Table of Contents

Logic in Databases and Information Integration.
MuTACLP: A Language for Temporal Reasoning with Multiple Theories.
Description Logics for Information Integration.
Search and Optimization Problems in Datalog.
The Declarative Side of Magic.
Key Constraints and Monotonic Aggregates in Deductive Databases.
Automated Reasoning.
A Decidable CLDS for Some Propositional Resource Logics.
A Critique of Proof Planning.
A Model Generation Based Theorem Prover MGTP for First-Order Logic.
A ‘Theory’ Mechanism for a Proof-Verifier Based on First-Order Set Theory.
An Open Research Problem: Strong Completeness of R. Kowalski’s Connection Graph Proof Procedure.
Non-deductive Reasoning.
Meta-reasoning: A Survey.
Argumentation-Based Proof Procedures for Credulous and Sceptical Non-monotonic Reasoning.
Automated Abduction.
The Role of Logic in Computational Models of Legal Argument: A Critical Survey.
Logic for Action and Change.
Logic Programming Updating - A Guided Approach.
Representing Knowledge in A-Prolog.
Some Alternative Formulations of the Event Calculus.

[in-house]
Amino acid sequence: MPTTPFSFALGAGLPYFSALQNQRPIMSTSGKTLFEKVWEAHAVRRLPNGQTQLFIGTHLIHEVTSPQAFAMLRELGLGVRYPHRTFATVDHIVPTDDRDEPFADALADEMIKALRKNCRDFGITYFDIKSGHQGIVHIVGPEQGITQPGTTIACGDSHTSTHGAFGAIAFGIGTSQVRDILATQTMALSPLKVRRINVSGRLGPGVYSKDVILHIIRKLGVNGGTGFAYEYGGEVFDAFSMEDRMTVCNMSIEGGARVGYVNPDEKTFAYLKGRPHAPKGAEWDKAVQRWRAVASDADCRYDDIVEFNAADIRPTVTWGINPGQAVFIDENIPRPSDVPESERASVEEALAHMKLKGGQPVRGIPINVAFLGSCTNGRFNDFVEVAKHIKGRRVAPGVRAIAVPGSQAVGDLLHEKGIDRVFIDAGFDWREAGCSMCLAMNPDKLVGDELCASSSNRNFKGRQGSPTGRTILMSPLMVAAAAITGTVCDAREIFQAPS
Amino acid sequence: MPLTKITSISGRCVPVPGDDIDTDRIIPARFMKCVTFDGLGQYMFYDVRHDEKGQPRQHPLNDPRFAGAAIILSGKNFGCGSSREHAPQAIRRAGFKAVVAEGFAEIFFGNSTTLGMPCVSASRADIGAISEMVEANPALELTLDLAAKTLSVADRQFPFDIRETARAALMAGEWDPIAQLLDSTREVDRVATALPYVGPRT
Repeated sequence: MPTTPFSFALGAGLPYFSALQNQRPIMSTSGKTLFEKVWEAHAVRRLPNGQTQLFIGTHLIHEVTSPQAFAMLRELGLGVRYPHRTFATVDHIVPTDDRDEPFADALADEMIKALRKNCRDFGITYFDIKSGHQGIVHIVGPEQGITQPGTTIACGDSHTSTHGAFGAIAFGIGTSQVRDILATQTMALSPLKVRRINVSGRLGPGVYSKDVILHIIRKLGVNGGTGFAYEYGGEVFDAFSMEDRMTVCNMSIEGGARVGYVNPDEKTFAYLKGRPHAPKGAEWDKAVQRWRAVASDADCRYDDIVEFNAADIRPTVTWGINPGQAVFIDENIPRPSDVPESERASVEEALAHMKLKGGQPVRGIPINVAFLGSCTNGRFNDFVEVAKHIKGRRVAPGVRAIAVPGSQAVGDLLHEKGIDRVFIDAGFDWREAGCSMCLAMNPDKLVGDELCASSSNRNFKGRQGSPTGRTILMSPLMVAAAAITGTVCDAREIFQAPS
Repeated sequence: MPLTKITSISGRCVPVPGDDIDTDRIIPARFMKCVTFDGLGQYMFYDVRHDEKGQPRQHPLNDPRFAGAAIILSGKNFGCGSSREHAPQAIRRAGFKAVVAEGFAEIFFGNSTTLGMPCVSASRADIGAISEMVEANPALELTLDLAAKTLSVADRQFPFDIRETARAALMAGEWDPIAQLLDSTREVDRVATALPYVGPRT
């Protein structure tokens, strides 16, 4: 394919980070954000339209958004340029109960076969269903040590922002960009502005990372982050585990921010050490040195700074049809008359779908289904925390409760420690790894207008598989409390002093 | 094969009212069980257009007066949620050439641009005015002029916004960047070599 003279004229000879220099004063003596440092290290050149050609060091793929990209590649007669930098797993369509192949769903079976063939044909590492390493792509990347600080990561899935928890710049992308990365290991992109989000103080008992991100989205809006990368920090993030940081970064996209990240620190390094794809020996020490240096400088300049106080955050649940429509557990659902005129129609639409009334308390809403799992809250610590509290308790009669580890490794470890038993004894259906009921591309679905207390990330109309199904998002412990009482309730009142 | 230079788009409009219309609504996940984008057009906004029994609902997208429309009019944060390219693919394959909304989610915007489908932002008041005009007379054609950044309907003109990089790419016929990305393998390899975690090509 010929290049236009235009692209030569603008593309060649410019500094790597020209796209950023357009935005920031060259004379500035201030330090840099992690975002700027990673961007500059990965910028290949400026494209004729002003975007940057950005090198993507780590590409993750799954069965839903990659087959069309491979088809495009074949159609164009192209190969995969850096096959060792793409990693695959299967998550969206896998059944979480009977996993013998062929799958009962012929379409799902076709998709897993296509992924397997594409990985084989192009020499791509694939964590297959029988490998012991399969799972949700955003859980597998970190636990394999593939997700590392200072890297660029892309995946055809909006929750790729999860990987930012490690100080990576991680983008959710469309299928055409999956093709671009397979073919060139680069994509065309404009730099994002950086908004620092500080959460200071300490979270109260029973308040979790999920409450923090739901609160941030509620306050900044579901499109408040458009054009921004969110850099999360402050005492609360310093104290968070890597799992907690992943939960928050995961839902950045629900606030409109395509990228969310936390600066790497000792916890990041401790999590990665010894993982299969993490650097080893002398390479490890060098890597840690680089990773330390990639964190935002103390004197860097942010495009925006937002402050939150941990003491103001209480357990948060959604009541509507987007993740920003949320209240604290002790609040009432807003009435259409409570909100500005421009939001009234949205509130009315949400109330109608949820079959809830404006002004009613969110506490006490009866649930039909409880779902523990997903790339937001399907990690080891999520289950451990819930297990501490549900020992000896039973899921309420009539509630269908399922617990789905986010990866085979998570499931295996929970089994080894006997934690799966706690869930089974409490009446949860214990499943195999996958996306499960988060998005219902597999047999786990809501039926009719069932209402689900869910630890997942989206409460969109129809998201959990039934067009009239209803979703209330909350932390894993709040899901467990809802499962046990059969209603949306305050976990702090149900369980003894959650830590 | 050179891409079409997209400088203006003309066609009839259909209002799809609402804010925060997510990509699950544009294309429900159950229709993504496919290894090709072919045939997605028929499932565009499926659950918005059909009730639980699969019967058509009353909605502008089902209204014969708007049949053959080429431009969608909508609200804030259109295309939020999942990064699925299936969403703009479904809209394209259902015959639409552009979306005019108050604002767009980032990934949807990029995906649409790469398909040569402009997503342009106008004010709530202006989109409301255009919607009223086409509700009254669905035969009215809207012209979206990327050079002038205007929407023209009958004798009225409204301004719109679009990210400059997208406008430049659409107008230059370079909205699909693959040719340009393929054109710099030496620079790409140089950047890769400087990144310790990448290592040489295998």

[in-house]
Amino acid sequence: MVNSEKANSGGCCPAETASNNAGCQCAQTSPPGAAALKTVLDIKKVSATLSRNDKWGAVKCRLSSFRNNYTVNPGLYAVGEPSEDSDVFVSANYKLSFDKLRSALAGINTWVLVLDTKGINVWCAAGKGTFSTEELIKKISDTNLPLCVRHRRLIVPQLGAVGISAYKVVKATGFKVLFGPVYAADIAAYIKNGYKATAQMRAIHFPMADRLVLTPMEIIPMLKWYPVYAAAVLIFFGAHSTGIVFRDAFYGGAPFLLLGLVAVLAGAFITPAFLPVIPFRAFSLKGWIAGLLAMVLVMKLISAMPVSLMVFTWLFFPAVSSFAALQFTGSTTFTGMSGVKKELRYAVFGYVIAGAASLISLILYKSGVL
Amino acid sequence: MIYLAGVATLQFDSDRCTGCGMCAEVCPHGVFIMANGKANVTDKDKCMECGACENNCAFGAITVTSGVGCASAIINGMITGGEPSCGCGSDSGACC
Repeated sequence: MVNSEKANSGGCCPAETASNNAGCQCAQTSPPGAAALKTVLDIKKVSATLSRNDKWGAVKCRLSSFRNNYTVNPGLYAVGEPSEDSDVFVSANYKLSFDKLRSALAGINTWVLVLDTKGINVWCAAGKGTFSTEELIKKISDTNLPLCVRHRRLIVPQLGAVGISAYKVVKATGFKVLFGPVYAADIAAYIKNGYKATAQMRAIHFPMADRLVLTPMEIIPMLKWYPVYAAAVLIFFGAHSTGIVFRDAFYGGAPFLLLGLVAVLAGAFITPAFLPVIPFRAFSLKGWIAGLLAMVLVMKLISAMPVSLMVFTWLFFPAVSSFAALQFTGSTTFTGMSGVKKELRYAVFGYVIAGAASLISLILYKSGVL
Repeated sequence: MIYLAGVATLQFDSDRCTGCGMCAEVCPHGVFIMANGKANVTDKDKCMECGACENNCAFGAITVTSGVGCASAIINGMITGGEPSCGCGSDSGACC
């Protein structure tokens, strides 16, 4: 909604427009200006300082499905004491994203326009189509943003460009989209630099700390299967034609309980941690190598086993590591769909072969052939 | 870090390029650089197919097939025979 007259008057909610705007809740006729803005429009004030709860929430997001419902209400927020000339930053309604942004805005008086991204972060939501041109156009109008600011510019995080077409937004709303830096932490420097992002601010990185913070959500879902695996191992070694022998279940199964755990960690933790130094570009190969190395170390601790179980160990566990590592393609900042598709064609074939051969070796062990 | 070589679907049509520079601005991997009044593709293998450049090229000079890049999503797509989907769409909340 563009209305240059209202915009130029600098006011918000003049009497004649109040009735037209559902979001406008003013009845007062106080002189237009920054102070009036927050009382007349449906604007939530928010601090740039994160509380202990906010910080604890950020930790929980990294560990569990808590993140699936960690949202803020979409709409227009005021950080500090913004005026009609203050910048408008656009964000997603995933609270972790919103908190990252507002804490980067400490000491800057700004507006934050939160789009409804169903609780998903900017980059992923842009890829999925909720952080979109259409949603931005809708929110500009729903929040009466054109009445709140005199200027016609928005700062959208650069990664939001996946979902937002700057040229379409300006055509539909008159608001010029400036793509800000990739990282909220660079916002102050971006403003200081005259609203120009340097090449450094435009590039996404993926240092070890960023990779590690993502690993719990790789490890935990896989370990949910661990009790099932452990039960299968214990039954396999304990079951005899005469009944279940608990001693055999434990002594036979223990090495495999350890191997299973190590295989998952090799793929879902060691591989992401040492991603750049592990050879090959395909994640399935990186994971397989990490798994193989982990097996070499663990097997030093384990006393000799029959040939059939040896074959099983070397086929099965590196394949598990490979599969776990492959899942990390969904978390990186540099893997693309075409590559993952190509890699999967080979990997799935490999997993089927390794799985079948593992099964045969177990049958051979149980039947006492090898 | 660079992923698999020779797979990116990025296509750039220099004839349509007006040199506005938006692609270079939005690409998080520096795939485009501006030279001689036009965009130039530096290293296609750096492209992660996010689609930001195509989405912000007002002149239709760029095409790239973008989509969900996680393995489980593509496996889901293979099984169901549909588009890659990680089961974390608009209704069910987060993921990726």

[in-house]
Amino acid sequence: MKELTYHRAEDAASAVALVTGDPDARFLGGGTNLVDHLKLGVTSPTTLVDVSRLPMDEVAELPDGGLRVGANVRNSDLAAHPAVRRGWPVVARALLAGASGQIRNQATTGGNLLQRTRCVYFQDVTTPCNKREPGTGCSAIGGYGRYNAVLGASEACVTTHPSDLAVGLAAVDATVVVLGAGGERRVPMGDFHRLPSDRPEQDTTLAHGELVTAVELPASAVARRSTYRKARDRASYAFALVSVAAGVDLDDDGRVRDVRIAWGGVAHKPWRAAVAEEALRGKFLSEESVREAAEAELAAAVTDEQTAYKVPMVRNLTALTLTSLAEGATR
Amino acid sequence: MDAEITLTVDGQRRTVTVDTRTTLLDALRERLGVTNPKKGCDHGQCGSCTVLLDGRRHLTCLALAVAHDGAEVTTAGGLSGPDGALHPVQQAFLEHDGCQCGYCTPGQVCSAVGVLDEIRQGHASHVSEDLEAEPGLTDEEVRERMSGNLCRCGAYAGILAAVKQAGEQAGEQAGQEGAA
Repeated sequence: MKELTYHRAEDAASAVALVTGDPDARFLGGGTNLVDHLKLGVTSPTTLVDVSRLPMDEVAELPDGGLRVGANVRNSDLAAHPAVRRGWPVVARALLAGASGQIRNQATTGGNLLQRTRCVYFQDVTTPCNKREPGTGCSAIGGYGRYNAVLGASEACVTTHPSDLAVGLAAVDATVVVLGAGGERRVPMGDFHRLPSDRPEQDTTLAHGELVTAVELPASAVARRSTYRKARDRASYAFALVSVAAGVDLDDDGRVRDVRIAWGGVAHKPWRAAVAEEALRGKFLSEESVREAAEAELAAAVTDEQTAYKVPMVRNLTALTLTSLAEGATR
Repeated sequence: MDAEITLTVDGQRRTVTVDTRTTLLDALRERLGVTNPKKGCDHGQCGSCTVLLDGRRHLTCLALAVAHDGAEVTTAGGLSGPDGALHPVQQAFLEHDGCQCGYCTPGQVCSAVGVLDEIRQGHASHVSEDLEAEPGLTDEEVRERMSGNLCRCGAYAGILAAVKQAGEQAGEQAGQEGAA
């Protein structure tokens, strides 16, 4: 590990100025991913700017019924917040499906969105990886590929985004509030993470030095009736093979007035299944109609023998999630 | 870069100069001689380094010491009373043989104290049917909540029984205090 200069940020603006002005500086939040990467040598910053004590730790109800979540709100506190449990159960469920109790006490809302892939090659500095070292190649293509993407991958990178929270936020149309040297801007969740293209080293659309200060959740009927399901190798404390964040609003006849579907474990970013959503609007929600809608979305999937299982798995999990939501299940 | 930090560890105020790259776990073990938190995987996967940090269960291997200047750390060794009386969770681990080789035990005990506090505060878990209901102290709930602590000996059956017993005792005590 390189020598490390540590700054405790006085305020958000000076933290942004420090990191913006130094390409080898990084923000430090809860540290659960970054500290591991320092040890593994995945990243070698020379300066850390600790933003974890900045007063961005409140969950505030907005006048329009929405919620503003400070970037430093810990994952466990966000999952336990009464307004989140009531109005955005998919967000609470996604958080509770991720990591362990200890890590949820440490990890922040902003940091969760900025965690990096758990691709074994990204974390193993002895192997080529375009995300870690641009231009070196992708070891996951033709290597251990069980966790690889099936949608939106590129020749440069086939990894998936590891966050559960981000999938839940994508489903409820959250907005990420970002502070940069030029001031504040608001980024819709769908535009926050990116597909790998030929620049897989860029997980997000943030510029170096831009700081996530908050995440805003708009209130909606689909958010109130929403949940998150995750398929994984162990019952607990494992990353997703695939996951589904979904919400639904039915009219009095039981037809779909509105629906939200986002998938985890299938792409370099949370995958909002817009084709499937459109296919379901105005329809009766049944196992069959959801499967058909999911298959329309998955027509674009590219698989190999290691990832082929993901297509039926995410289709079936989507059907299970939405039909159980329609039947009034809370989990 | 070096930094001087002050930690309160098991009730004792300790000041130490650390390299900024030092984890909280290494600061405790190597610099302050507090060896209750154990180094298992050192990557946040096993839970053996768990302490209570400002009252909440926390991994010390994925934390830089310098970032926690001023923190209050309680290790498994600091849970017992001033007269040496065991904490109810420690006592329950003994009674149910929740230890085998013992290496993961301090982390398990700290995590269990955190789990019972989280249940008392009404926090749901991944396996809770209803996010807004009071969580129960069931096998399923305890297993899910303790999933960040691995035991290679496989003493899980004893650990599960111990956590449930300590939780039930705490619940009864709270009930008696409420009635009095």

Logic, Language, and Learning.
Issues in Learning Language in Logic.
On Implicit Meanings.
Data Mining as Constraint Logic Programming.
DCGs: Parsing as Deduction?.
Statistical Abduction with Tabulation.
Computational Logic and Philosophy.
Logicism and the Development of Computer Science.
Simply the Best: A Case for Abduction. Alan Robinson This set of essays pays tribute to Bob Kowalski on his 60th birthday, an anniversary which gives his friends and colleagues an excuse to celebrate his career as an original thinker, a charismatic communicator, and a forceful intellectual leader. The logic programming community hereby and herein conveys its respect and thanks to him for his pivotal role in creating and fostering the conceptual paradigm which is its raison d’Œtre. The diversity of interests covered here reflects the variety of Bob’s concerns. Read on. It is an intellectual feast. Before you begin, permit me to send him a brief personal, but public, message: Bob, how right you were, and how wrong I was. I should explain. When Bob arrived in Edinburgh in 1967 resolution was as yet fairly new, having taken several years to become at all widely known. Research groups to investigate various aspects of resolution sprang up at several institutions, the one organized by Bernard Meltzer at Edinburgh University being among the first. For the half-dozen years that Bob was a leading member of Bernard’s group, I was a frequent visitor to it, and I saw a lot of him. We had many discussions about logic, computation, and language.